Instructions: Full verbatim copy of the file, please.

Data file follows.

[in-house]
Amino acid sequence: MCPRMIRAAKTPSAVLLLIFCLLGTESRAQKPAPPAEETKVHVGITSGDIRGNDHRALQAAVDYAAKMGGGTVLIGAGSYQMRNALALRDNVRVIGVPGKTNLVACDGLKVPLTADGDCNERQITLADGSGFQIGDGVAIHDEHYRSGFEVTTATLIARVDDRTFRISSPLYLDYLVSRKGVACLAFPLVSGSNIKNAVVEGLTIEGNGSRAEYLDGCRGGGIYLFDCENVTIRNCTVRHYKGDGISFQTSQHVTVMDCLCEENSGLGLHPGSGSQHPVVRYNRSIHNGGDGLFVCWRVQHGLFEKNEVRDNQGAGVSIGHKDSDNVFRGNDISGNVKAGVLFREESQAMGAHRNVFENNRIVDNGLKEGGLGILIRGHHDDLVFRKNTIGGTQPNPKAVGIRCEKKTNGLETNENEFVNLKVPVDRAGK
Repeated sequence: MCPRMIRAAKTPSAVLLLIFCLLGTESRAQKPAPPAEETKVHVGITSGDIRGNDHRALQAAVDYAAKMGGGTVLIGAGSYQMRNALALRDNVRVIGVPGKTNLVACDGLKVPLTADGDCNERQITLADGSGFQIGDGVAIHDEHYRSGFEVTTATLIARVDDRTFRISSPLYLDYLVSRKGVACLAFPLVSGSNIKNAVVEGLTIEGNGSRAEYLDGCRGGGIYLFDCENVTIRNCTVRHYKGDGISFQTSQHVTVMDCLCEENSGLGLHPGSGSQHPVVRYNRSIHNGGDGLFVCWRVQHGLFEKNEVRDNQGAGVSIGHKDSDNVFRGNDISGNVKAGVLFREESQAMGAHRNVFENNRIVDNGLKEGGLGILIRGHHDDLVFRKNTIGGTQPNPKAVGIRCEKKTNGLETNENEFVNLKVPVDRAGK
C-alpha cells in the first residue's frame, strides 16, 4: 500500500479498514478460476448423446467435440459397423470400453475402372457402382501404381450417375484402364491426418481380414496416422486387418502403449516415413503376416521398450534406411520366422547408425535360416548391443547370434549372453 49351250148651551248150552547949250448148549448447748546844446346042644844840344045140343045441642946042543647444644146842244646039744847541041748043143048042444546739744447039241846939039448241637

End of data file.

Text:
[in-house]
Amino acid sequence: MCPRMIRAAKTPSAVLLLIFCLLGTESRAQKPAPPAEETKVHVGITSGDIRGNDHRALQAAVDYAAKMGGGTVLIGAGSYQMRNALALRDNVRVIGVPGKTNLVACDGLKVPLTADGDCNERQITLADGSGFQIGDGVAIHDEHYRSGFEVTTATLIARVDDRTFRISSPLYLDYLVSRKGVACLAFPLVSGSNIKNAVVEGLTIEGNGSRAEYLDGCRGGGIYLFDCENVTIRNCTVRHYKGDGISFQTSQHVTVMDCLCEENSGLGLHPGSGSQHPVVRYNRSIHNGGDGLFVCWRVQHGLFEKNEVRDNQGAGVSIGHKDSDNVFRGNDISGNVKAGVLFREESQAMGAHRNVFENNRIVDNGLKEGGLGILIRGHHDDLVFRKNTIGGTQPNPKAVGIRCEKKTNGLETNENEFVNLKVPVDRAGK
Repeated sequence: MCPRMIRAAKTPSAVLLLIFCLLGTESRAQKPAPPAEETKVHVGITSGDIRGNDHRALQAAVDYAAKMGGGTVLIGAGSYQMRNALALRDNVRVIGVPGKTNLVACDGLKVPLTADGDCNERQITLADGSGFQIGDGVAIHDEHYRSGFEVTTATLIARVDDRTFRISSPLYLDYLVSRKGVACLAFPLVSGSNIKNAVVEGLTIEGNGSRAEYLDGCRGGGIYLFDCENVTIRNCTVRHYKGDGISFQTSQHVTVMDCLCEENSGLGLHPGSGSQHPVVRYNRSIHNGGDGLFVCWRVQHGLFEKNEVRDNQGAGVSIGHKDSDNVFRGNDISGNVKAGVLFREESQAMGAHRNVFENNRIVDNGLKEGGLGILIRGHHDDLVFRKNTIGGTQPNPKAVGIRCEKKTNGLETNENEFVNLKVPVDRAGK
C-alpha cells in the first residue's frame, strides 16, 4: 500500500479498514478460476448423446467435440459397423470400453475402372457402382501404381450417375484402364491426418481380414496416422486387418502403449516415413503376416521398450534406411520366422547408425535360416548391443547370434549372453 49351250148651551248150552547949250448148549448447748546844446346042644844840344045140343045441642946042543647444644146842244646039744847541041748043143048042444546739744447039241846939039448241637